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Oxidative Stress and the Homeodynamics of Iron Metabolism

Department of Cell Biology, University of Salzburg, Hellbrunnerstrasse 34, 5020 Salzburg, Austria
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Academic Editor: Michael Breitenbach
Biomolecules 2015, 5(2), 808-847; https://doi.org/10.3390/biom5020808
Received: 31 December 2014 / Revised: 21 April 2015 / Accepted: 22 April 2015 / Published: 11 May 2015
(This article belongs to the Special Issue Oxidative Stress and Oxygen Radicals)
Iron and oxygen share a delicate partnership since both are indispensable for survival, but if the partnership becomes inadequate, this may rapidly terminate life. Virtually all cell components are directly or indirectly affected by cellular iron metabolism, which represents a complex, redox-based machinery that is controlled by, and essential to, metabolic requirements. Under conditions of increased oxidative stress—i.e., enhanced formation of reactive oxygen species (ROS)—however, this machinery may turn into a potential threat, the continued requirement for iron promoting adverse reactions such as the iron/H2O2-based formation of hydroxyl radicals, which exacerbate the initial pro-oxidant condition. This review will discuss the multifaceted homeodynamics of cellular iron management under normal conditions as well as in the context of oxidative stress. View Full-Text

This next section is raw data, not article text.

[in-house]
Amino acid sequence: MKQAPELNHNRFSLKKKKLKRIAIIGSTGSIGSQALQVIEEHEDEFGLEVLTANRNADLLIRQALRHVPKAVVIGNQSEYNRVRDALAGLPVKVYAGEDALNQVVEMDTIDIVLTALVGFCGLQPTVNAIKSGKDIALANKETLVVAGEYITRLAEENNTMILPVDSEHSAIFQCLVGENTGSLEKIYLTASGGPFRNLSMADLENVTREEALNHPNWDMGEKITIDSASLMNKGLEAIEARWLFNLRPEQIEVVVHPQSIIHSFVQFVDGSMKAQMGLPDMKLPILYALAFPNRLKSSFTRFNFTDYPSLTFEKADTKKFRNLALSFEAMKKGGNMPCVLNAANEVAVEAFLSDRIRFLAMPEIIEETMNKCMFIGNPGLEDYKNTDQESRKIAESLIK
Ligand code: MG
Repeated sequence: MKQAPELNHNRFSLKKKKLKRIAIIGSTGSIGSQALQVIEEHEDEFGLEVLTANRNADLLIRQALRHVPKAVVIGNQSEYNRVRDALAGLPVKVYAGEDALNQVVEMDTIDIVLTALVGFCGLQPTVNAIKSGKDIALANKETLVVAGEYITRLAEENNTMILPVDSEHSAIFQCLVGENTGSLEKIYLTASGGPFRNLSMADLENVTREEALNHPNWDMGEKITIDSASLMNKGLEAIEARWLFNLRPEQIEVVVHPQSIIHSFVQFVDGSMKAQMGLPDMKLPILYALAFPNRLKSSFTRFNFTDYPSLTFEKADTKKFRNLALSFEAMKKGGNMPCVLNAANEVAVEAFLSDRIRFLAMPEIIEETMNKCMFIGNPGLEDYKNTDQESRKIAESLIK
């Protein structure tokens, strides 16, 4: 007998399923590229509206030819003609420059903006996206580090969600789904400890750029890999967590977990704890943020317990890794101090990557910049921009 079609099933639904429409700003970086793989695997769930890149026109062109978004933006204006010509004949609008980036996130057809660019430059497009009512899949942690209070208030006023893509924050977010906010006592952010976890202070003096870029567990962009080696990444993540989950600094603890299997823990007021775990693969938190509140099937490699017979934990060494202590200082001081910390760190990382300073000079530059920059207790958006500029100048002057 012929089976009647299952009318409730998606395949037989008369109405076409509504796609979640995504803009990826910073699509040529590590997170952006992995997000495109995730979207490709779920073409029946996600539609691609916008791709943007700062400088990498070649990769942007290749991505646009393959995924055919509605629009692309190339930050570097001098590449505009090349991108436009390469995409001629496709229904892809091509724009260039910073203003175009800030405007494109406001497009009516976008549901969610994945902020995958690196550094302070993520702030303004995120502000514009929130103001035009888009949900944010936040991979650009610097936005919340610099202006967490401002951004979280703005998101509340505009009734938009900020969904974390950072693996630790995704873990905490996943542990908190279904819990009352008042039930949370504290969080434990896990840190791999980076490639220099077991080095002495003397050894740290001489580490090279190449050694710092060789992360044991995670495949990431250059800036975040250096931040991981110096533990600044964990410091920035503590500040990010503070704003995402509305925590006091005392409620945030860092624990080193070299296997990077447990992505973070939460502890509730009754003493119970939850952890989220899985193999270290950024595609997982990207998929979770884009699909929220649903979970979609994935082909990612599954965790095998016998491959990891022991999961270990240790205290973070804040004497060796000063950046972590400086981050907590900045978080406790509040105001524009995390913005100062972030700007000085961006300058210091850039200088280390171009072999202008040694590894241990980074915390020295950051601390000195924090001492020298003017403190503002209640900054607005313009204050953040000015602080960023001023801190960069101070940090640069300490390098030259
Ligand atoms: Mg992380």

Keywords: iron; oxidative stress; metabolism iron; oxidative stress; metabolism
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Bresgen, N.; Eckl, P.M. Oxidative Stress and the Homeodynamics of Iron Metabolism. Biomolecules 2015, 5, 808-847.

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